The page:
Giving Thanks in Time of Sorrow

Jennie Augusta Brownscombe [Public domain], via Wikimedia Commons

Jennie Augusta Brownscombe [Public domain], via Wikimedia Commons

Network member Pastor Marc Lambert from Moody TX provides his thoughts on Thanksgiving for Christians experiencing suffering or hardship. 

Well, it is Wednesday, and Thanksgiving is tomorrow. Most of y’all are probably scurrying about in last minute preparations for visitors or travel or meal preparation … wondering if it really is worth it to brave the grocery store for that one item you forgot.

We do this dance every year because we like turkey and stuffing and family and all the other stuff … but also Thanksgiving is a time for giving thanks (saw that one coming didn’t you?).It is a day when we try and set aside everything and focus on being grateful for and enjoying the good things and the blessings in our lives. We do as the old hymn says and “count our blessings” so that we may see “what the Lord has done”.

However, amidst all the rejoicing and festivity, we can lose sight of the fact that not everybody has the same experience. Not everyone sees much to be thankful for.

What do you do if you don’t see much good? What do you do when the good is overshadowed by some pain or sorrow in your life? How do you give thanks when “thankfulness” is the last thing on your mind?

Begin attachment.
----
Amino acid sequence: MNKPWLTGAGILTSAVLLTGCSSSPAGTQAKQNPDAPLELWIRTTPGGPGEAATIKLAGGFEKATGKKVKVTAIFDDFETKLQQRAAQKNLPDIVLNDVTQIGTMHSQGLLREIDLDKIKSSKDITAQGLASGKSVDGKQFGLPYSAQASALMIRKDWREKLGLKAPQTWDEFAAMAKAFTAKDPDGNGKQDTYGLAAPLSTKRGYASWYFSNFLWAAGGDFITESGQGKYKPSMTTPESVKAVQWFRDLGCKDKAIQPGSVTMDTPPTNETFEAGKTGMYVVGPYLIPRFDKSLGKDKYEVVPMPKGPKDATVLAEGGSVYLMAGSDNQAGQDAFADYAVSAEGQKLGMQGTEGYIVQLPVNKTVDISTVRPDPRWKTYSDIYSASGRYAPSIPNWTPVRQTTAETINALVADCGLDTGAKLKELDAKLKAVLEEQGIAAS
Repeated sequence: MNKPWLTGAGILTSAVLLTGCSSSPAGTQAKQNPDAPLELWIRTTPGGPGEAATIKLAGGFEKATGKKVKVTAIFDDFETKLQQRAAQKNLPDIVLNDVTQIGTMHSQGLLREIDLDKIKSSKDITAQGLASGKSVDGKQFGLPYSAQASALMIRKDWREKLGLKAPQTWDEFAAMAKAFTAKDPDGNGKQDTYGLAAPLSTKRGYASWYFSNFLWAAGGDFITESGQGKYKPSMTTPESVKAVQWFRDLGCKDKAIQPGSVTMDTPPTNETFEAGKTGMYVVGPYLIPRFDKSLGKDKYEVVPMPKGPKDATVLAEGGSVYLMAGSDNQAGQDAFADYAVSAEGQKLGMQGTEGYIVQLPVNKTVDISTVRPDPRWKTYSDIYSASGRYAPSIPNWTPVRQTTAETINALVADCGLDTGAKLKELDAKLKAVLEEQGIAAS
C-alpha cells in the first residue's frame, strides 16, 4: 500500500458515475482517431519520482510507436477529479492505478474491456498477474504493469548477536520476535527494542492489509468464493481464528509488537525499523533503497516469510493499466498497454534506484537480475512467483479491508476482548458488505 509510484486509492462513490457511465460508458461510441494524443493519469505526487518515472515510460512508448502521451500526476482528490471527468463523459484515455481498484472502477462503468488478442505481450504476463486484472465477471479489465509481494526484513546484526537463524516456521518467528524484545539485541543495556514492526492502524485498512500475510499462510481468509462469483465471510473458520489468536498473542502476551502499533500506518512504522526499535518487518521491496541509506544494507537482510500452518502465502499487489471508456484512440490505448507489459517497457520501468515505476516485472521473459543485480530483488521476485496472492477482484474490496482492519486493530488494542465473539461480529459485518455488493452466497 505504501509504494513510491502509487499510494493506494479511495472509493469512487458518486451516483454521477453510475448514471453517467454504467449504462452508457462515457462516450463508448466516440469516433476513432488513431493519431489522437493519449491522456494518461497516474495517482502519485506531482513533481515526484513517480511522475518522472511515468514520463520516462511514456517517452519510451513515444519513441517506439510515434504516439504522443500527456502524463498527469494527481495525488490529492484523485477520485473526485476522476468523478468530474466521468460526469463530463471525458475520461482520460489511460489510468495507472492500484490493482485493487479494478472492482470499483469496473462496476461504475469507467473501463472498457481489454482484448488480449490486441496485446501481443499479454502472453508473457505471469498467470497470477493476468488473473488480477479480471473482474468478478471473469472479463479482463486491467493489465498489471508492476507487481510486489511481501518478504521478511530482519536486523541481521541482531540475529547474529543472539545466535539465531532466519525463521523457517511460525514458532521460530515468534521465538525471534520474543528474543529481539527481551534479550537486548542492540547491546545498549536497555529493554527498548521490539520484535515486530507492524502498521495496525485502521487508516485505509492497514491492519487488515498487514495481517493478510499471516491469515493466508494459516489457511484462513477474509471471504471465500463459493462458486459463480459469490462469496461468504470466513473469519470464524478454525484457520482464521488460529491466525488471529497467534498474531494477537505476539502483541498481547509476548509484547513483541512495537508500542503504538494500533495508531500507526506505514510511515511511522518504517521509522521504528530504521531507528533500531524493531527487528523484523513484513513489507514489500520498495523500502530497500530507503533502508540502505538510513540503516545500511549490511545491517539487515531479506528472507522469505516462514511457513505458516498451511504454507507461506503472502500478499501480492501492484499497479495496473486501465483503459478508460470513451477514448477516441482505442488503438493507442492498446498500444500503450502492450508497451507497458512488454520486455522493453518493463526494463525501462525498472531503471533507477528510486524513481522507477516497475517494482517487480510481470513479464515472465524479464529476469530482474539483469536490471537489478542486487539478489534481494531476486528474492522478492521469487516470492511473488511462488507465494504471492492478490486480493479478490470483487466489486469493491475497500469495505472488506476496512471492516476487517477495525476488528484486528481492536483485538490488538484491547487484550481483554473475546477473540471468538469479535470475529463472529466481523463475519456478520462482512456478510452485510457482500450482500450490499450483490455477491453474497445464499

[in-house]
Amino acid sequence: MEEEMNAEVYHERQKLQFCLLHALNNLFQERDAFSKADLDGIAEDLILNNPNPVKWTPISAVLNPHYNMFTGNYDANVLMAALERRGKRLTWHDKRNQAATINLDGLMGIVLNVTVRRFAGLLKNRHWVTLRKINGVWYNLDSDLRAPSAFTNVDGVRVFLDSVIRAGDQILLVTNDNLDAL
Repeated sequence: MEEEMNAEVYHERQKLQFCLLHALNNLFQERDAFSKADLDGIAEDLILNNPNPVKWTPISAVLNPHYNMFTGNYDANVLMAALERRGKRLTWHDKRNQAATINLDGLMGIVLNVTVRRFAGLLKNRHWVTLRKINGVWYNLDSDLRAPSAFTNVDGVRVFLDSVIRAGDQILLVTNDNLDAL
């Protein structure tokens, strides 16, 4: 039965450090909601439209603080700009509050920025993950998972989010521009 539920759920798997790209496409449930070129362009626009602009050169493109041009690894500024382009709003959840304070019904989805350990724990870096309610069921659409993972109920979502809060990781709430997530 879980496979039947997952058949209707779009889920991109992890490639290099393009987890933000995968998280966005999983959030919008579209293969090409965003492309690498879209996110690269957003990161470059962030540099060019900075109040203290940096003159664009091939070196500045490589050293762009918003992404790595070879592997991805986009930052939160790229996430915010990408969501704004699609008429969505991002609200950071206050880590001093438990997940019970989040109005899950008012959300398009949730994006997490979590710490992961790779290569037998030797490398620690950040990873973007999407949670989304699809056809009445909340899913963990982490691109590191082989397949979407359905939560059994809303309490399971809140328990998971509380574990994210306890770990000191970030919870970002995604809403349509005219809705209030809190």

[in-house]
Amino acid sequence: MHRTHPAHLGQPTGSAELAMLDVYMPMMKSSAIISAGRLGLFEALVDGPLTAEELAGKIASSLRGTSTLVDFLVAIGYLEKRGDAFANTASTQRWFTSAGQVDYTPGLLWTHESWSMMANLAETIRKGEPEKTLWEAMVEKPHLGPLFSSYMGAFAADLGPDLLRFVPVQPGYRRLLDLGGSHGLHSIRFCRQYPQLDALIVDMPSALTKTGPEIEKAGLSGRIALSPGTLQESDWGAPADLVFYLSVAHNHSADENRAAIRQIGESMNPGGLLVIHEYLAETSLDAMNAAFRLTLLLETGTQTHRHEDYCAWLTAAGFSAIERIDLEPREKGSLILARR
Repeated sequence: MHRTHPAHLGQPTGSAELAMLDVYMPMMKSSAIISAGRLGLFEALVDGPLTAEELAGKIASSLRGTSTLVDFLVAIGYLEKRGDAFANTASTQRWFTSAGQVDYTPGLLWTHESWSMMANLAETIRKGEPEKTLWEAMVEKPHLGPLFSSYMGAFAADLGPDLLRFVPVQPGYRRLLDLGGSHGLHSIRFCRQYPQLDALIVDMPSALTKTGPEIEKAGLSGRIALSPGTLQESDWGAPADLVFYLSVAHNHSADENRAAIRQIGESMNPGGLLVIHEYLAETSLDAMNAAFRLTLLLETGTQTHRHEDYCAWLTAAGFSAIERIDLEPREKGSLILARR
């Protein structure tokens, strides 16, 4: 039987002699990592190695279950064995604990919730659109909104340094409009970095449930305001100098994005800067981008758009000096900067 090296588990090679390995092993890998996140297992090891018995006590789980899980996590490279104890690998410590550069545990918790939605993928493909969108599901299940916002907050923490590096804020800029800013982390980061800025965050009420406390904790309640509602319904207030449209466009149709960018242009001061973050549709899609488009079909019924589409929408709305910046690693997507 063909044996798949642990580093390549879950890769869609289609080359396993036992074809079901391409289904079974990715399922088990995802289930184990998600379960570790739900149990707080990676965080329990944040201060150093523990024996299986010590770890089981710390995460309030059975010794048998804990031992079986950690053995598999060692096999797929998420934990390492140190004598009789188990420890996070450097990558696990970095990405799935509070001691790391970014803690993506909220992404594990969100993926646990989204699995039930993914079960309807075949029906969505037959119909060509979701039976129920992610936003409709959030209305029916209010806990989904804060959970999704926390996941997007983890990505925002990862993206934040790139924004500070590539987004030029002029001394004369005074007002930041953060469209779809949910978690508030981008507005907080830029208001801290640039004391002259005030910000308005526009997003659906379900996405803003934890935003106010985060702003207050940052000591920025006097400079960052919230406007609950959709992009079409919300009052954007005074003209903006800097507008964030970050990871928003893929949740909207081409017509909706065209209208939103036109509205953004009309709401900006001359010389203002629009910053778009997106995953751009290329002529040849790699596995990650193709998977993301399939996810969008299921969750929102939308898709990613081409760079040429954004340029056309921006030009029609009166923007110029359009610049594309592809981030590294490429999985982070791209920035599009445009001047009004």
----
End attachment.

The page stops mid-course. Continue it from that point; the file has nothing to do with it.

In the last week or so, the prayer chain at church has lit up with needs and requests, and we’re not a very big church. But even in our little congregation there has been enough grief experienced to make even those not directly affected feel the holiday spirit dampened. There have been two deaths from cancer. One lady was rushed to the ER with multiple rattlesnake bites. Two different families have members who’ve had strokes. And one couple, 7 months pregnant, lost the baby.

How do you give thanks in those circumstances? How do you give thanks when you don’t feel very thankful?

I want to offer a few thoughts about gratitude and thankfulness that may help to put our grief and sorrow into perspective at a time when we are otherwise expected to be happy and cheerful.

First, being thankful does not deny that we have problems or pain or sorrow. We are not called upon to present a fake cheer. God is not interested in our insincere words gratitude. We need to understand that at a time when thanks and praise is the focus of the day, weeping is an acceptable act of praise. God does not expect us to hypocrites anywhere else in life, and Thanksgiving is no exception. You have permission to acknowledge your loss and grief as well as to feel it and express it. A false façade of thanksgiving help no one. Least of all you.

Second, being thankful is not determined by our place or circumstances. Feelings to not define reality. Grief does not mean you can’t be (or are not) thankful for other things. Being sorrowful does not mean there is nothing to be thankful for. And I would even say that expressions of thanks through grief are all the more praiseworthy. Too much of our lives are guided by and based on our immediate feelings in the moment. You can be sorrowful over one thing and thankful over another. There is no conflict. You’re allowed to have both.